Self employed or salon?

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Moni23

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Apr 10, 2021
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Hi everyone, I was wanting some advice.. I have been hairdressing 15 years and absolutely loveee my job.. I am employed get an ok salary (for an employed hairdresser) and I’m fully booked 5 days a week in the salon with a waiting list.. I make the salon £120k a year I most definitely do not get paid that I get around £26-30k.... I have training regularly and without sounding cocky I know I am one of the best stylists in the area.. I have won big hair comps and made a name for myself and I’m super proud.. I do like where I work and like the company I work for however during lock down it’s really made me think what’s next for me.. I’m 32 with no children and feel like I can’t make much more money where I am and money is my biggest motivator.. soo I initially thought I might go self employed in a salon and that way I can make more money for myself... but then I think shall I rent a small salon/studio space and have my own place... being a “salon owner” scares me and also having all the over heads and stress but I’m thinking i could then have a small team with me eventually in my own salon, rather then me being a self employed girl within somebody else’s salon... just wondered if any of you guys had been a similar position and which u decided to go for?
 

TheDuchess

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If you are making £120k a year turnover and taking £30k that is good money. Your employer has to pay VAT out of your turnover, so you’re actually generating £100k net income.

in addition to your salary you get pay holiday pay (worth 12.07% of your pay) and employers national insurance and pension contributions paid for you. So your salary package is around £35000.

You could step away and set up elsewhere on a chair rental basis - you may not realise how much of your appeal lies in you working in your current salon. Wherever you move to, it will feel different to your clients. Some may follow you for one or two haircuts, then they may feel that something undefinable has changed and they may not stay. It’s a risk.

Never underestimate the effort, heartache, cost and risk of setting up your own place. It isn’t always a license to print money. I suggest you talk to your boss about a raise. Say how you feel. I expect they’ll point out that they’ve been closed for 8 months out of the last 12 and have earned less than you over the past year.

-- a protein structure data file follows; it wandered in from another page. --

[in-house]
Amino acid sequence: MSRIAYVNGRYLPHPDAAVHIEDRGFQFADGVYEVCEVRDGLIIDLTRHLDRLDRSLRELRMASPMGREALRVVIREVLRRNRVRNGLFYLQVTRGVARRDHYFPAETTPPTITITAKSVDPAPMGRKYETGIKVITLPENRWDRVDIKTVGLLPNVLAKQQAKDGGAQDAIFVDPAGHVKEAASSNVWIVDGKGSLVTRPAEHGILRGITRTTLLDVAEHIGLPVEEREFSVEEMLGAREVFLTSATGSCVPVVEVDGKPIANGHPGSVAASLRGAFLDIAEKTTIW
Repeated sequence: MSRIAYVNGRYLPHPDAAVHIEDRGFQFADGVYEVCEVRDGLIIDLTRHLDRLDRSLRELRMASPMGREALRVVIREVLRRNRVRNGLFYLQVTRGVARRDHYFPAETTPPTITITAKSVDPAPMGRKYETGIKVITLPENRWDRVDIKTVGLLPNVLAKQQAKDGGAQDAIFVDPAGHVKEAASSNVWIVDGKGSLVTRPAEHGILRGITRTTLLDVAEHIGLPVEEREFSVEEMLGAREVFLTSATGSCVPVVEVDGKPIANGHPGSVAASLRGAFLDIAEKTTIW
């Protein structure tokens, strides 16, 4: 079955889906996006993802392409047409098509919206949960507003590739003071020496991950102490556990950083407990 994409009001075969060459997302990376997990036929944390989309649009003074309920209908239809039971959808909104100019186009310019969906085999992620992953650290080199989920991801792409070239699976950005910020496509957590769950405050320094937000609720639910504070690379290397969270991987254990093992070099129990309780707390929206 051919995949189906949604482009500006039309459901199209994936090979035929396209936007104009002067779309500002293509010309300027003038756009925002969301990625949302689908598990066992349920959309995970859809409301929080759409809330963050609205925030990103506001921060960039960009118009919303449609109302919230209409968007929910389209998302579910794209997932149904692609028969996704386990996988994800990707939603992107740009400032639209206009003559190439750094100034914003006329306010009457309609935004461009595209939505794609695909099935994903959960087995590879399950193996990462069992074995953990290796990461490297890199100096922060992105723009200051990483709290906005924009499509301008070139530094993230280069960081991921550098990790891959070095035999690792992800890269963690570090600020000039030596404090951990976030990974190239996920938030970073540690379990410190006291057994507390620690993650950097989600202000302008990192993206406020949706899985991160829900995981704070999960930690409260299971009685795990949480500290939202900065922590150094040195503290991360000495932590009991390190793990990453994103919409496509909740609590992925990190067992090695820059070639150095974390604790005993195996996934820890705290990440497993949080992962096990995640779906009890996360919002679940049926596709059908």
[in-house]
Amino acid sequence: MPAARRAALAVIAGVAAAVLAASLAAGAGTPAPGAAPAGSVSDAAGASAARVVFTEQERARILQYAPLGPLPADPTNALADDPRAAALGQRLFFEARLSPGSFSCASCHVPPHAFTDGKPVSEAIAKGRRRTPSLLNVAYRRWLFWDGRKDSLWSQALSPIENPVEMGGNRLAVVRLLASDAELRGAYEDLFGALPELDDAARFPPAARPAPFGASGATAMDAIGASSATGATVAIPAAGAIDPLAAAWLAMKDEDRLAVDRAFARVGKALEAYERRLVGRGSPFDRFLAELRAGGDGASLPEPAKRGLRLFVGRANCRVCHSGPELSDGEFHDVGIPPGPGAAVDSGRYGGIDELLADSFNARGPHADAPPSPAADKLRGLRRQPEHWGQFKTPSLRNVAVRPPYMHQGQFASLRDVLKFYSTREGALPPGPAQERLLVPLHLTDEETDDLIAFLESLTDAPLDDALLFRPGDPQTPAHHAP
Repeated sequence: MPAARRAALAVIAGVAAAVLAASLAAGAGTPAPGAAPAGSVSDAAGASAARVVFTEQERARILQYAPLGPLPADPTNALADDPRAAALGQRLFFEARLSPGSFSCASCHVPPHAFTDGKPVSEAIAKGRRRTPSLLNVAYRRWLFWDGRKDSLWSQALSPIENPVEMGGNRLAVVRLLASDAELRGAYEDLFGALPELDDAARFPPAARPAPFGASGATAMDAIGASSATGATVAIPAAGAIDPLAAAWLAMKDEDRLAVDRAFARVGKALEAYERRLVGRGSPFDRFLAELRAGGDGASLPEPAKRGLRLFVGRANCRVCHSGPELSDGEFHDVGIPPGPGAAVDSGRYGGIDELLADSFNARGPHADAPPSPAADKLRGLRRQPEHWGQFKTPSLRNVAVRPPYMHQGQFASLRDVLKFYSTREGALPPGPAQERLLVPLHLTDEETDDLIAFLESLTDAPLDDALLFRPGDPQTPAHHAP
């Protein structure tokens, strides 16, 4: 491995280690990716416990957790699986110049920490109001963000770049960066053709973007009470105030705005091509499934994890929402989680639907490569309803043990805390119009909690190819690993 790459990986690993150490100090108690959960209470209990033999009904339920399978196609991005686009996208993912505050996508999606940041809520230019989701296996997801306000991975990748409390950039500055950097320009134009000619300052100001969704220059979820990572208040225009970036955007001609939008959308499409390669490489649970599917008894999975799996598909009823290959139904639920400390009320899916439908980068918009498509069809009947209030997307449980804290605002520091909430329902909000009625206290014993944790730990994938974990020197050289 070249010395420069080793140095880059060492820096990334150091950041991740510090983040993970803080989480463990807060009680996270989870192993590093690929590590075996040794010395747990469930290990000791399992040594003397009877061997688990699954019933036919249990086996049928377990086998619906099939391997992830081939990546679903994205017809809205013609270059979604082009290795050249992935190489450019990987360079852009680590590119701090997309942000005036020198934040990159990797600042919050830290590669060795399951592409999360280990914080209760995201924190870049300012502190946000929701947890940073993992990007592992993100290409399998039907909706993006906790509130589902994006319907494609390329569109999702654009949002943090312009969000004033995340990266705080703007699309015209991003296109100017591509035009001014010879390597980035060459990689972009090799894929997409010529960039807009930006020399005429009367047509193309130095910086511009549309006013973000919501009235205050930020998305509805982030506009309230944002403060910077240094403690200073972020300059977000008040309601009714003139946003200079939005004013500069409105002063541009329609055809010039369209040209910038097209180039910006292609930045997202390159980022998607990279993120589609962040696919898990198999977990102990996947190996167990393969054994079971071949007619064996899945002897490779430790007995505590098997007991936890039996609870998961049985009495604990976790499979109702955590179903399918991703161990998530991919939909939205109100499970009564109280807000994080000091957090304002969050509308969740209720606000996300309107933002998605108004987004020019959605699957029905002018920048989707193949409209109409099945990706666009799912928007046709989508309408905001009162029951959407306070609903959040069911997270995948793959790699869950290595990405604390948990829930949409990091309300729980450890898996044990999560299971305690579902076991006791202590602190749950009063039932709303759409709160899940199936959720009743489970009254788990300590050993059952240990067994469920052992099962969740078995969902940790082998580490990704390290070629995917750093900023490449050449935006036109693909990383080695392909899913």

Maybe you could offer to take on more responsibility and start to learn more about the business. Having your own place means you need to manage staff, promote the business, do the bookkeeping, pay VAT - it’s several hours work at the end of the day of seeing clients. Maybe you could offer to do some of these activities at the end of your working day after seeing all your clients and see how you cope? You may relish the stimulation and challenge, you may create a case for a pay rise.

Not everyone can be Jack of all trades with a good mix of business savvy and hairdressing talent. There is no shame in saying, I am a creative genius, I love speaking to clients, I hate paperwork and admin and I don’t feel that I can make as much money if I spend my time doing these activities as if I focus on my other talents,

Being an employee is your chance to find out what works for you. Taking a massive leap into the unknown without any experience and confidence in all the other aspects of generating your business is a bit foolhardy. When I set up (in beauty) I felt very confident that I could “easily” handle everything and I had lots of experience. I’ve been stretched to my limits and I invest ££££’s every year in improving my skills and expertise. Just this year alone I have spent £3k on business training because my business has taken a massive hit and I am struggling to reach the levels of income that you generated last year. Don’t underestimate your boss - learn as much as you can!
 

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